The Irish English dictionary published by the Irish Texts Society defines the word as follows: "Samhain, All Hallowtide, the feast of the dead in Pagan and Christian times, signalizing the close of harvest and the initiation of the winter season, lasting till May, during which troops (esp. the Fiann) were quartered. Faeries were imagined as particularly active at this season. From it the half year is reckoned, also called Feile Moingfinne (Snow Goddess).(1) The Scottish Gaelis Dictionary defines it as "Hallowtide. The Feast of All Soula. Sam + Fuin = end of summer."(2) Contrary to the information published by many organizations, there is no archaeological or literary evidence to indicate that Samhain was a deity. The Celtic Gods of the dead were Gwynn ap Nudd for the British, and Arawn for the Welsh. The Irish did not have a "lord of death" as such.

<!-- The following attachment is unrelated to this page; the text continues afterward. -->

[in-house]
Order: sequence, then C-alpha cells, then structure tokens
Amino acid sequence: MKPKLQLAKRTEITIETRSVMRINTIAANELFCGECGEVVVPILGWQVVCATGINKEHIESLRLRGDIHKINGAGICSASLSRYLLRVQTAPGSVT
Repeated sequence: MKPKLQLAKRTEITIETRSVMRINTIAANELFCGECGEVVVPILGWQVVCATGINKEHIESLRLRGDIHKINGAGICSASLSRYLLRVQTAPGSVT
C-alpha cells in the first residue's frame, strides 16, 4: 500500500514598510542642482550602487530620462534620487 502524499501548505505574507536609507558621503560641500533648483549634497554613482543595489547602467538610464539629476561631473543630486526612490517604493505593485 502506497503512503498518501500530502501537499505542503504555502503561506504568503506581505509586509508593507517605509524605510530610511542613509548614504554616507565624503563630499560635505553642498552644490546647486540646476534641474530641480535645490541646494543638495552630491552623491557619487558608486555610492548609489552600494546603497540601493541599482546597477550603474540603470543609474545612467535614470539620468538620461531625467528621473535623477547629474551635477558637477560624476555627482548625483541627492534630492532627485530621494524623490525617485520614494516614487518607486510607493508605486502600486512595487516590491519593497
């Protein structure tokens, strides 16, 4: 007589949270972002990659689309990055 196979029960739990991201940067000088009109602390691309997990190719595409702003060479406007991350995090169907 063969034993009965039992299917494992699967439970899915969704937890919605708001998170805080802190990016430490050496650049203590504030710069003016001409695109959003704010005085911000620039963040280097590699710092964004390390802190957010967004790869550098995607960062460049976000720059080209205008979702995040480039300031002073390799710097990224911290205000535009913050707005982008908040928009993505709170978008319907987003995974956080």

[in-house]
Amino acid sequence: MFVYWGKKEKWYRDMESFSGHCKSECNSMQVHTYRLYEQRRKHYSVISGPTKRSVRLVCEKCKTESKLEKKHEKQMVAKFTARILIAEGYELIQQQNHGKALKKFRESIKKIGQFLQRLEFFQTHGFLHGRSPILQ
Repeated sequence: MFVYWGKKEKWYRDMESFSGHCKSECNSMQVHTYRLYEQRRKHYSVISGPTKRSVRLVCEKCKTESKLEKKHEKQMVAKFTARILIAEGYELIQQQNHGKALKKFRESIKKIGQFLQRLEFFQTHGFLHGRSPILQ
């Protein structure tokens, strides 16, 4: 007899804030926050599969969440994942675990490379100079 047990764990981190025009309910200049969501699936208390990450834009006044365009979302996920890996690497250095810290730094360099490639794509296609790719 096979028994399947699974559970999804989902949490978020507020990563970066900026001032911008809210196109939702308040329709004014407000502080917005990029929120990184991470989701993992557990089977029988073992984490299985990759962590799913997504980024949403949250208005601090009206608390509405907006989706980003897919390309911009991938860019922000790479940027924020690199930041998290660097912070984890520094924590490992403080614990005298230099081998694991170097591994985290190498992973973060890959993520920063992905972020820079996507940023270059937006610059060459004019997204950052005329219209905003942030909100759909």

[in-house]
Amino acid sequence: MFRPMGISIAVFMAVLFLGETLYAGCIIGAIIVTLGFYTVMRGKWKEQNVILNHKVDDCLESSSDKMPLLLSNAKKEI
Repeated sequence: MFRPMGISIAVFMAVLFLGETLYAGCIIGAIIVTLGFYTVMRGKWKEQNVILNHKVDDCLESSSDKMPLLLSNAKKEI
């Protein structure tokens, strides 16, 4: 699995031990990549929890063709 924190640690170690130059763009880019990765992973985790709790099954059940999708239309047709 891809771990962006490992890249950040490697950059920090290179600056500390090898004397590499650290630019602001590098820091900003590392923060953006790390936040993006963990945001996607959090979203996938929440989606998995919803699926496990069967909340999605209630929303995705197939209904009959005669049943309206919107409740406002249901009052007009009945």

3. Why was the end of summer of significance to the Celts?

The Celts were a pastoral people as opposed to an agricultural people. The end of summer was significant to them because it meant the time of year when the structure of their lives changed radically. The cattle were brought down from the summer pastures in the hills and the people were gathered into the houses for the long winter nights of story-telling and handicrafts.

4. What does it have to do with a festival of the dead?